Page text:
In light of Turkey’s desire to become a member of the Shanghai Cooperation Organization (SCO), it is necessary to discuss economic measures of pressure on Ankara. This was announced on September 19 by the foreign policy expert of the Union 90 / Greens faction in the Bundestag, Jurgen Trittin.
According to him, NATO and the European Union should ask themselves how long they will continue to allow Turkish leader Recep Tayyip Erdogan to be led by the nose.
“Turkey is preventing NATO from enforcing the arms embargo on Libya. It is engaged in drilling in the economic zone of Greece. NATO member Turkey is doing more to circumvent European sanctions against Russia than China. Erdogan is slowing down the entry of Finland and Sweden into NATO. And now he wants to join the SCO together with Iran,” Trittin said in an interview with Die Welt newspaper.
The politician believes that the time has come for a tougher policy towards Ankara.
“Since no one can be excluded from NATO, we need to think about economic measures of pressure on Turkey,” he stressed.
Erdogan announced on September 17 that Ankara would seek to join the SCO. He specified that the country aims to join the organization in 2023.
The day before, as part of the SCO summit, Russian President Vladimir Putin met with Erdogan. At it, the Russian leader welcomed Turkey’s work in the organization and called Ankara’s interest in it natural.
Prior to this, speaking at the Council of Heads of State – members of the SCO, the President of Russia expressed support for the entry into the organization of Iran and Belarus. He stressed that all applications for cooperation of certain countries with the organization deserve favorable consideration.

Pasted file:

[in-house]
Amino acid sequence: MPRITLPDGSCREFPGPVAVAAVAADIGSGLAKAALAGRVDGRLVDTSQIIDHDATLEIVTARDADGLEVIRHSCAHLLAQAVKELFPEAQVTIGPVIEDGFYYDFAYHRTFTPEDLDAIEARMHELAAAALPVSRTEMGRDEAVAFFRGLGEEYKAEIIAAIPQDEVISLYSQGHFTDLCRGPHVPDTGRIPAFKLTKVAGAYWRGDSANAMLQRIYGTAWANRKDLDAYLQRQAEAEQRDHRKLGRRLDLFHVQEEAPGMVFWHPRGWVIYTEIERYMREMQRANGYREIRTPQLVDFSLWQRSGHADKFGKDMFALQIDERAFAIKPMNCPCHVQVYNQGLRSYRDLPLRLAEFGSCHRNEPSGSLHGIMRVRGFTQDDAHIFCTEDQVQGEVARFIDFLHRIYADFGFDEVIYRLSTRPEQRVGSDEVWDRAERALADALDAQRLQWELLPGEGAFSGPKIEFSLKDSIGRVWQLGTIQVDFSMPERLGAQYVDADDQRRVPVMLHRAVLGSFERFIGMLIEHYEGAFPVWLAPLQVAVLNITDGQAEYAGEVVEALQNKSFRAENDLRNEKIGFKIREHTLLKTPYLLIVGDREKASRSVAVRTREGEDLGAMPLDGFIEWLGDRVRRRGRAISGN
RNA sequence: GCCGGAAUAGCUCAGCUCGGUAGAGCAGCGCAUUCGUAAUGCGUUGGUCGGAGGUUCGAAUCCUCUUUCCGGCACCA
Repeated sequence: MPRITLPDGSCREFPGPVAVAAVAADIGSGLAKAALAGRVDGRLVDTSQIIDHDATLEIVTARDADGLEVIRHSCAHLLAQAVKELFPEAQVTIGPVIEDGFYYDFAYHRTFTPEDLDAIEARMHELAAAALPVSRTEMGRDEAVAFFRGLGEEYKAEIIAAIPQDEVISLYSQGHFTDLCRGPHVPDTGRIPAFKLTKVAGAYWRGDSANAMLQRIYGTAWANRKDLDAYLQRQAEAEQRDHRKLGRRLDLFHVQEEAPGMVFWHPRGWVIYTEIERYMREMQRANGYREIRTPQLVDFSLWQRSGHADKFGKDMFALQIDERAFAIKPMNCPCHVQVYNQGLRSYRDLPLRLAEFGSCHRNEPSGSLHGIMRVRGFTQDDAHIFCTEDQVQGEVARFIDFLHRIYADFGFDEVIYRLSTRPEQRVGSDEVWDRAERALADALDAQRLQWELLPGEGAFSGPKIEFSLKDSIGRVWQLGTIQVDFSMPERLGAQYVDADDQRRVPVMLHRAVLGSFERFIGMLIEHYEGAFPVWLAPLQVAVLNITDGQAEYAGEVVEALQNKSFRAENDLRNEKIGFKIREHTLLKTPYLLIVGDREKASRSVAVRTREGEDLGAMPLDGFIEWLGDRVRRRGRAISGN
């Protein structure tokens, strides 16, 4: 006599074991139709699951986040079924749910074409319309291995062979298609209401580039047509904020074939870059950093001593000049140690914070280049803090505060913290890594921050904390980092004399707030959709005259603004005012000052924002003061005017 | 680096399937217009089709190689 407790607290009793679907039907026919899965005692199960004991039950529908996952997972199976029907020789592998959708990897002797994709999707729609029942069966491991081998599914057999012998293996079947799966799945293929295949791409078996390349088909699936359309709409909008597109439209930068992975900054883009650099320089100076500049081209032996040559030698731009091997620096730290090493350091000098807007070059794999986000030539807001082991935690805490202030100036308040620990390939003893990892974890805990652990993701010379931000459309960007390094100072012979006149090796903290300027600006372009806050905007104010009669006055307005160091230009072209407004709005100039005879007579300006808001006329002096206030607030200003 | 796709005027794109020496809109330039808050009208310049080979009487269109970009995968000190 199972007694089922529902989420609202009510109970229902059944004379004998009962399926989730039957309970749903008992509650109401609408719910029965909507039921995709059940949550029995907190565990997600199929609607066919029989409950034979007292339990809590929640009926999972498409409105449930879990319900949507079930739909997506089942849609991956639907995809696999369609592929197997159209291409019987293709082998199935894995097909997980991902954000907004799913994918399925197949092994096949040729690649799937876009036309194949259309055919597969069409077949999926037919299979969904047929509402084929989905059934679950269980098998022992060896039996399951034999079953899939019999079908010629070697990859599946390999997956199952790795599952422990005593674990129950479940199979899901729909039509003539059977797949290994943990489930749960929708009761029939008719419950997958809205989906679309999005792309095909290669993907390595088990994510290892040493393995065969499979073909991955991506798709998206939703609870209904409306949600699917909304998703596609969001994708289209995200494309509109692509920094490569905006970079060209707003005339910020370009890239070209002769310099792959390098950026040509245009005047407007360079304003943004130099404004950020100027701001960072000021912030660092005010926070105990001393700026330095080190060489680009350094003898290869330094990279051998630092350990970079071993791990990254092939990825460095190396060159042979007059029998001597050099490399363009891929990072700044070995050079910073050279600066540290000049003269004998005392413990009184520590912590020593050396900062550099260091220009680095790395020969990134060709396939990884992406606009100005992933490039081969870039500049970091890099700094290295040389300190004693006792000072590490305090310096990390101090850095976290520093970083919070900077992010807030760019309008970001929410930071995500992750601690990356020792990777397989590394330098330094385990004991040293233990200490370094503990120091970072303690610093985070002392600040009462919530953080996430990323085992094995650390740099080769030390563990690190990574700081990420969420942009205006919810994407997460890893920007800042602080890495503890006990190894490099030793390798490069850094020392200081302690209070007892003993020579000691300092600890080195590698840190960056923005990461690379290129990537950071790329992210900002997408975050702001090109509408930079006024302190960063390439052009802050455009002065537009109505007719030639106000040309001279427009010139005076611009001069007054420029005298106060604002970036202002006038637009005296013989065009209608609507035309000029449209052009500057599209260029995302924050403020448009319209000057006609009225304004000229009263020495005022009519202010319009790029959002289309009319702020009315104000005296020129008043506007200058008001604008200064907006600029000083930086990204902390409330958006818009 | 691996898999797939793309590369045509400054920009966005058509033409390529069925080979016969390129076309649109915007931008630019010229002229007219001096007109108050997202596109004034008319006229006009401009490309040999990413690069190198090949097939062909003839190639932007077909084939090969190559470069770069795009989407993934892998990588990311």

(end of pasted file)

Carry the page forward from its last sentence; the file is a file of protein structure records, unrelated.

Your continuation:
The SCO summit was held on 15 and 16 September in Uzbekistan.
The Declaration on the establishment of the SCO was signed in Shanghai in June 2001 by six states – Russia, Kazakhstan, Kyrgyzstan, China, Tajikistan and Uzbekistan. Currently, apart from them, the organization includes India and Pakistan. The observer states are Afghanistan, Belarus, Iran and Mongolia, the dialogue partners are Azerbaijan, Armenia, Cambodia, Nepal, Turkey and Sri Lanka.
The SCO is not a military bloc or an open regular security meeting, but takes an intermediate position. The main tasks of the organization are the strengthening of stability and security in a wide area that unites the participating states, the fight against terrorism, separatism, extremism, drug trafficking, the development of economic cooperation, energy partnership, scientific and cultural interaction.